I can’t believe it was April 2017 when Abi Oliver’s A New Map of Love first arrived on my TBR and I would like to thank Abi for sending me a copy in return for (a very belated) review. Today is the paperback release of A New Map of Love and I’m delighted to be able to share my review at last. Even better, I have a smashing guest post from Abi that explains just how George, the protagonist in A New Map of Love, came about.
A New Map of Love is published by Pan Macmillan and is available for purchase here.
A New Map of Love
George Baxter has settled for a comfortable life, content as the years unfold predictably – until Win, his wife of twenty-six years, dies.
With his loyal dog Monty by his side, George throws himself into his work as an antiques dealer. His business is at the heart of the village and all sorts pass through the doors, each person in search of their own little piece of history.
When George meets local widow Sylvia Newsome, he imagines a different kind of future. But life has more revelations to offer him. Over the course of an English summer George uncovers some unexpected mysteries from his past, which could shape his tomorrows . . .
A Guest Post by Abi Oliver
‘Here he sat, George, Oswald Baxter, alone with his unfortunate initials and ridiculous dog. Alone with no compass in this explorer’s blizzard, all landmarks effaced…’
I wanted to write about mid-life. About the time when for a lot of us the paths we have walked for a decade or several begin to crumble and disintegrate under our feet. The map is torn up. Life can be disorientating and start to lose shape.
But I also wanted to write a book set in the loveliness of an English summer, about a country antique dealer such as my own father was in the 1960s.
Enter George Baxter.
Where do the characters we write about come from? Some have to be hacked out with a pick and shovel. Others march out as if from behind the curtains of a stage and demand to be central to the action. George Baxter was one of those. He is no one I know personally, yet he has elements of a number of men I have known while being insistently himself.
The novel opens with George, on a snowy day in February 1964, dashing away from his wife’s funeral because he just can’t face seeing everyone. Sitting on the snowy downs with his food-obsessed Bassett Hound, Monty, beside him, he toasts his dead wife, Win, a good woman who he feels deserved better than him.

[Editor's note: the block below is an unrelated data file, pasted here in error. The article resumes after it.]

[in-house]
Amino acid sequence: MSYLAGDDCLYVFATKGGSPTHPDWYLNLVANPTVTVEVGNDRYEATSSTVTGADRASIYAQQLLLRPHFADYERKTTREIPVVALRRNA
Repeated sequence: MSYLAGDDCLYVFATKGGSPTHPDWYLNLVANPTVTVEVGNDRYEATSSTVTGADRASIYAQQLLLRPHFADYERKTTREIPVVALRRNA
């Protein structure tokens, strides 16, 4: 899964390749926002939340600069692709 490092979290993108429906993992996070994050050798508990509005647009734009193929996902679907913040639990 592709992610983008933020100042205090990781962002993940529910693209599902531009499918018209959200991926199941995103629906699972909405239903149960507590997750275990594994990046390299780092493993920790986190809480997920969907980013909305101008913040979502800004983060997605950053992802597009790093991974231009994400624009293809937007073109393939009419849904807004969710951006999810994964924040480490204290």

Because, while finding no fault with Win, he has always craved more – more life and adventurousness, more in the way of love: just more.
A New Map of Love takes place through the long hot summer of George’s search for the kind of love he suspects exists but which he knows he has never had. George is a man of conventional assumptions. Lunch means sausages. Men and women meet and marry – and in a marriage, the woman does most of the emotional work.
But now he is on his own and the women he meets are not at all like the women he is used to… Kindhearted but hapless George is in for some surprises.
And George himself has a past, which is also about to supply further revelations…
It was a great pleasure writing A New Map of Love. In the past I have written about harder lives – wars and tragedies – and I wanted to write something happier, more querky and fun. There are moments in the book which are definitely a tribute to H.G Wells’s A History of Mr Polly another story in which general disgruntlement with life turns to joy. I love the combination of very singular English characters and the celebration of the landscape. I do hope some of you will enjoy it.
My review of A New Map of Love
Newly widowed George Baxter finds he is somewhat out of practice when it comes to women!
I so enjoyed this lovely book. Abi Oliver has created a world where the rhythms of life, nature and society hark back to a gentler age so that reading A New Map of Love feels like a nostalgic and wistful homecoming.
I thought the settings were wonderful. The 1960s are so well evoked through the musical references and the terrible dilemmas George has in balancing chivalry with emancipation. Vera in particular embodies the new spirit of the age whilst George really doesn’t have a clue which of the many women he encounters following Win’s death can be relied upon or who are genuine. I enjoyed meeting all the people between the pages of A New Map of Love. Yes, there are villains, but they are loveable rogues rather than psychotic murderers of so many books and I was frequently reminded of P. G Wodehouse as I read. I thought George was a triumph. He’s genuine, warm and not a little foolish so that I felt I wanted to protect him as he feels his way to a new life after Win. It makes such a change to read about those not still in their first flush of youth and to have them portrayed as real people who retain emotions and desires.
Abi Oliver has a super writing style so that there is great humour in A New Map of Love. It isn’t hilarious side splitting prose, but there’s a wry and familiar drollness and irony that is infectious and I found myself chuckling frequently. However, what I appreciated most was the attention to detail. The antiques of George’s world are vividly described so that I could picture them incredibly well, but for me it was the natural imagery that helped make A New Map of Love so beguiling. I felt transported back to the landscape of my youth.
If you’re a lover of hard boiled crime thrillers then Abi Oliver’s A New Map of Love is probably not for you. If, like me, you’re looking for a gentle book with loveable characters that will transport you to a more benign and serene era, then you’ll love it.
About Abi Oliver
Abi Oliver has spent much of her life in the Thames Valley. She studied at Oxford and London Universities, has worked for a charity, as a nurse, on Indian Railways and as a writer. She has also raised four children and lives in Purley-on-Thames.